The L.A. ‘village’ that raised Hillary Clinton’s mother
She was only 8 years old.
Her mother had lost custody of her in a divorce. And her father was putting her and her 3-year-old sister on a train from Chicago to Los Angeles -- by themselves, without adult supervision. It took three days to reach their grandparents’ home in the San Gabriel Valley. Once there, they would not be made to feel welcome.
The older girl, Dorothy Howell, now 88, is best known as Dorothy Rodham -- the mother of Hillary Rodham Clinton, the New York senator and Democratic presidential candidate.
The struggles that marked young Dorothy’s life constitute a little-known Southern California tale, more than seven decades old.
And if it is true that, as Clinton has argued, it takes a village to raise a child, it is no stretch to say that the mother of the woman who wants to be president was raised by the city of Alhambra.
Today a low-profile, mostly Asian and Latino suburb of more than 87,000 people, Alhambra, along with nearby San Gabriel, provided a home -- though not always a happy one -- for Dorothy Howell from the ages of 8 to 18. The stories she would tell her daughter about those difficult times in Depression-era Los Angeles County would help inspire Clinton’s interest in public service.
“Learning about my mother’s childhood sparked my strong conviction that every child deserves a chance to live up to her God-given potential and that we should never quit on any child,” Clinton wrote in the 2006 edition of her book “It Takes a Village.”
A broken home
Dorothy Howell was born in 1919 to Edwin Howell Jr., a fireman in his early 20s, and his bride, Della. The 1920 U.S. census records the couple and their infant as living as boarders in a house with four other families on a tough stretch of Michigan Avenue in Chicago.
The couple fought. In 1926, Dorothy’s father filed for divorce, claiming that his wife had hit him in the face and scratched him on three separate occasions, according to Cook County records. In a March 1927 court hearing, Della Howell’s own sister accused her of abusing her husband and abandoning her two daughters.
“She had a violent temper and flew at him in a rage, and would fight him,” testified the sister, Frances Czeslawski.
Della Howell did not show up to contest the divorce -- she could not be found by subpoena servers. Dorothy’s father was given custody. But, either unwilling or unable to take care of his daughters, he put them on the train to California, where his parents, Edwin Howell Sr. and Emma Howell, had moved a few years previously.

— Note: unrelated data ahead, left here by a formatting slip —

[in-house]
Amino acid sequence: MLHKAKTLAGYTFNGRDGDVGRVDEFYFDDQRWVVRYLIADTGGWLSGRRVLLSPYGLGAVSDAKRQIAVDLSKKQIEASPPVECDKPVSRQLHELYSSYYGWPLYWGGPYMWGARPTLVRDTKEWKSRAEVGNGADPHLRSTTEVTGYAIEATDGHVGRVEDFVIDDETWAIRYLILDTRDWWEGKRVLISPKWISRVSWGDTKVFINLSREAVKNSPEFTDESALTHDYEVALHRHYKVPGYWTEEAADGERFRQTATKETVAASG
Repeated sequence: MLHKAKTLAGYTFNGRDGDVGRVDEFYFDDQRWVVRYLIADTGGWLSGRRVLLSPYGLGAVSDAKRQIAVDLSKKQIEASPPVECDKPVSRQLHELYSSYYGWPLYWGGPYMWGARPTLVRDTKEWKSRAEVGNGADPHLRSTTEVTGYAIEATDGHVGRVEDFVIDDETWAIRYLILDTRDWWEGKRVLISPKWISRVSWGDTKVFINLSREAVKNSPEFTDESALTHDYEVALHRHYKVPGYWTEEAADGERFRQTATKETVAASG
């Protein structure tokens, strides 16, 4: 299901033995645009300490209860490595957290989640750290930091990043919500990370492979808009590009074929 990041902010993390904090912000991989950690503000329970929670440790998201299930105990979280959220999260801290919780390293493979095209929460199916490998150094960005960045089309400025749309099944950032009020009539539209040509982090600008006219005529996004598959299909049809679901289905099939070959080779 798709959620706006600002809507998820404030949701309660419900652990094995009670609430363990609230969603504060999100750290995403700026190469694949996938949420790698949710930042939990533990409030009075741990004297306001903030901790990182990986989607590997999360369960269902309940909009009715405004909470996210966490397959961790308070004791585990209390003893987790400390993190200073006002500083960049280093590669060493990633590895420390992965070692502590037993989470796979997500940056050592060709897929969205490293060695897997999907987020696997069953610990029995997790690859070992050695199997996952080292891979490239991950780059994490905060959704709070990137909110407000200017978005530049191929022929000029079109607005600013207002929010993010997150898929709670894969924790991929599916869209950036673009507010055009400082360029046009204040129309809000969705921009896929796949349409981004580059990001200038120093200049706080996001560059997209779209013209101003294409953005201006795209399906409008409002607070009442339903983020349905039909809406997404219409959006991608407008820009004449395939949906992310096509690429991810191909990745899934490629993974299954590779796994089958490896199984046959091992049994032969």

The Howells occupied a small rented home at 320 E. Park St. in Alhambra, next to land that is now Almansor Park. Friends say that when Clinton’s mother speaks of her years in Alhambra, she recalls fondly the smell of orange groves and the streetcar that ran down Main Street near her alma mater, Alhambra High.
The grandparents were ill-prepared to raise Dorothy and her sister, Isabelle.
Edwin Howell Sr. had emigrated from Wales. He worked as a machinist in an auto plant and as a laborer for the Alhambra street department, according to Alhambra city directories from the time. He mostly left the girls’ care to his wife.
Emma Howell was a strict woman who wore black Victorian dresses and discouraged visitors and parties. Once, discovering that Dorothy had gone trick-or-treating on Halloween, she ordered her confined to her room for a year except for school.
“Her grandmother was a severe and arbitrary disciplinarian who berated her constantly, and her grandfather all but ignored her,” Clinton wrote.
Dorothy Howell gives few interviews and did not respond to requests to be interviewed for this article.
In 1932, the Howells bought a home on North Burton Avenue, in what is now Temple City, though it is hardly clear they prospered. Cook County court records from 1936, filed on behalf of Dorothy’s mother, suggest that by then Dorothy’s grandparents had “no independent means or income, and that they are subsisting on assistance given them by relief agencies.”
Leaving at 14
In 1934, Dorothy’s father relocated to California and joined the family in San Gabriel.
But Dorothy, age 14, moved out and became a housekeeper in the home of a San Gabriel family. She made meals and helped take care of the children in exchange for room, board and $3 a week.